Washington, D.C. — Today, the White House announced that President Joe Biden will reestablish the White House Legal Aid Interagency Roundtable and direct the U.S. Justice Department to set a plan within 120 days to advance access to justice issues.
The Center for American Progress has highlighted the critical need for the federal government to reestablish its leadership on access to justice issues. Today’s announcement means that the government will play a key role in making sure the justice system delivers outcomes that are fair and accessible to all, regardless of wealth and status. It’s also critical to connect federal programs to individuals navigating the civil justice system, including in cases related to debt collection, eviction, and domestic violence.
“Federal leadership is essential to transform our current legal system, riddled with unacceptable inequalities, into one that works for all people,” said Maggie Jo Buchanan, director of Legal Progress at CAP. “Already, the administration has made clear its commitment to such a transformation by nominating a historic number of public defenders to the bench in just the past few months. Today’s announcement shows that the administration recognizes how important it is to lift up the vital perspectives of those with expertise in public defense, legal aid, and civil rights as we work toward a just system of law.”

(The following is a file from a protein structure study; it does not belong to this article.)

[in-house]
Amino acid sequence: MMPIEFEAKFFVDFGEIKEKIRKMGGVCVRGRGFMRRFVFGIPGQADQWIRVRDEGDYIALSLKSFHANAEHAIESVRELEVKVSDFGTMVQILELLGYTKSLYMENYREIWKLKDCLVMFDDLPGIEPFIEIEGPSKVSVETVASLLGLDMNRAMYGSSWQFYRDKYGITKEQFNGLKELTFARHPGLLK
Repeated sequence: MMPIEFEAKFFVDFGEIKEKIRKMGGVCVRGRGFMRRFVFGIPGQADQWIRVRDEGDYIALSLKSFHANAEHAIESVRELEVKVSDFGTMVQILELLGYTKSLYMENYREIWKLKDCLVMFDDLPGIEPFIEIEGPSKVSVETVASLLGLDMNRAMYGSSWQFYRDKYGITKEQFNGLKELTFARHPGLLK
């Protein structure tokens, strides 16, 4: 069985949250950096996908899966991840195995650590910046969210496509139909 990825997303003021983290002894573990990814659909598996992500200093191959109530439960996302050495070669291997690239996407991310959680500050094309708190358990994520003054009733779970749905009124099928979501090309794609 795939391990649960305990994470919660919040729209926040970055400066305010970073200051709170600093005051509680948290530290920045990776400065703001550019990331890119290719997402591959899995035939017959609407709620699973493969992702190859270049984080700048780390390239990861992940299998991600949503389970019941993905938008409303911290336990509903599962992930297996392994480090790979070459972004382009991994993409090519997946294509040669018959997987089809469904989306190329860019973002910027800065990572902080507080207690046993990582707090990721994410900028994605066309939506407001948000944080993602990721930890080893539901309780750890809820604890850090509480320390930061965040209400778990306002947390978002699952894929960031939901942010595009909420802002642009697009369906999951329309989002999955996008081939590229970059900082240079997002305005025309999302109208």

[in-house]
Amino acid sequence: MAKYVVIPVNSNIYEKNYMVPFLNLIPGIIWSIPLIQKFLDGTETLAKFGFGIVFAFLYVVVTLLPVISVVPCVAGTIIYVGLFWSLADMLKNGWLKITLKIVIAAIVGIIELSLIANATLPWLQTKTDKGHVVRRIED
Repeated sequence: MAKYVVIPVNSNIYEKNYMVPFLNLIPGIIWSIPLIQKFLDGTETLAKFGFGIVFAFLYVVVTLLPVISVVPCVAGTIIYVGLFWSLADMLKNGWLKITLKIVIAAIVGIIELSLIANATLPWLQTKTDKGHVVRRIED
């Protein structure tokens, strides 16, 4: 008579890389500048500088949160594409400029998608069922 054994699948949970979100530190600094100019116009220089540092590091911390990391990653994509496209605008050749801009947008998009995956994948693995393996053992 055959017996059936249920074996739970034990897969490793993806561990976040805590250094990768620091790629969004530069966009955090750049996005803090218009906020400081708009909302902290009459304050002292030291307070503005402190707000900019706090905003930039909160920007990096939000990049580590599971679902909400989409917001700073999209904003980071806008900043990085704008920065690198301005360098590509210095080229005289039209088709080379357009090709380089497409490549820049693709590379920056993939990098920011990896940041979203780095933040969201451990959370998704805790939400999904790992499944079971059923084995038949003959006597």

“The timing is perfect for this exciting Biden-Harris administration leadership move, especially to accelerate the federal government’s response to its pandemic recovery efforts,” said Karen A. Lash, a senior fellow at CAP. “Civil justice problems are threaded throughout the most pressing problems for so many people, including housing stability, access to health care, obstacles to getting people back to work, and so much more.”
Maha Jweied, a senior fellow at CAP, noted that in his inaugural remarks, President Biden pledged to make “[t]he dream of justice for all … deferred no longer.” She added: “By signing today’s presidential memorandum and recommitting the federal government to strengthening access to justice for all, he brings us closer to that reality—one where justice is not dependent on where you live, how much money you have, or the color of your skin.”